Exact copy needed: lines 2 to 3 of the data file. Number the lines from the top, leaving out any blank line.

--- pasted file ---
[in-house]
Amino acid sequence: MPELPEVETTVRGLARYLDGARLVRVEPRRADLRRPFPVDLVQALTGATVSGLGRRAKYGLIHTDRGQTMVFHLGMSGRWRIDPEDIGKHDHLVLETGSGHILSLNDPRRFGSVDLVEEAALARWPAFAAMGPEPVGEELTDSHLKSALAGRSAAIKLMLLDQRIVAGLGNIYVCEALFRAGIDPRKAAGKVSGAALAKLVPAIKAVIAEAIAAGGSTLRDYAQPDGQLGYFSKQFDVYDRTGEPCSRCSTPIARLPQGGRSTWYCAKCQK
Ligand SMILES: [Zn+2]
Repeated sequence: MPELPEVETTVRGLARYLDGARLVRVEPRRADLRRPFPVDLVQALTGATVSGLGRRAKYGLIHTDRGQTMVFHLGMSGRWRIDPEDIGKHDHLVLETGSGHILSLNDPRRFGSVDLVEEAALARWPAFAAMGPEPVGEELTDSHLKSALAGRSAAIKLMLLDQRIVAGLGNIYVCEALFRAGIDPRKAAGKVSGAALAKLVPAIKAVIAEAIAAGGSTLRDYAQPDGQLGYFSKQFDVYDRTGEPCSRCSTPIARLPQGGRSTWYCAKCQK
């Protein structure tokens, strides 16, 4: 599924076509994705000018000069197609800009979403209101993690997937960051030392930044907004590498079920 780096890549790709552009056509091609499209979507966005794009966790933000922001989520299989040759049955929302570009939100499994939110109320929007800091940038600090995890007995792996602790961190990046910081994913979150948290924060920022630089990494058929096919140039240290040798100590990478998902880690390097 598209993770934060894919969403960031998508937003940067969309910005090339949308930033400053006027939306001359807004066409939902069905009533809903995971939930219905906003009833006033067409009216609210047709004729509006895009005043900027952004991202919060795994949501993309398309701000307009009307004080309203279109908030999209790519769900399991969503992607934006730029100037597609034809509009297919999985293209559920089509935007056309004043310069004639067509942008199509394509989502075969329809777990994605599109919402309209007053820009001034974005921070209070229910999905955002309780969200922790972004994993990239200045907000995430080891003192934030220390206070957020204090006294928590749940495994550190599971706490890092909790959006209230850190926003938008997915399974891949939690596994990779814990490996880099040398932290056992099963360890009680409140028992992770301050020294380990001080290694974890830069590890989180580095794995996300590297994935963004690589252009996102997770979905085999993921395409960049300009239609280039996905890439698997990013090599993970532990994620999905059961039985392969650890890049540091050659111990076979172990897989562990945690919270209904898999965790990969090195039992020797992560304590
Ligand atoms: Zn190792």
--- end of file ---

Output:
Amino acid sequence: MPELPEVETTVRGLARYLDGARLVRVEPRRADLRRPFPVDLVQALTGATVSGLGRRAKYGLIHTDRGQTMVFHLGMSGRWRIDPEDIGKHDHLVLETGSGHILSLNDPRRFGSVDLVEEAALARWPAFAAMGPEPVGEELTDSHLKSALAGRSAAIKLMLLDQRIVAGLGNIYVCEALFRAGIDPRKAAGKVSGAALAKLVPAIKAVIAEAIAAGGSTLRDYAQPDGQLGYFSKQFDVYDRTGEPCSRCSTPIARLPQGGRSTWYCAKCQK
Ligand SMILES: [Zn+2]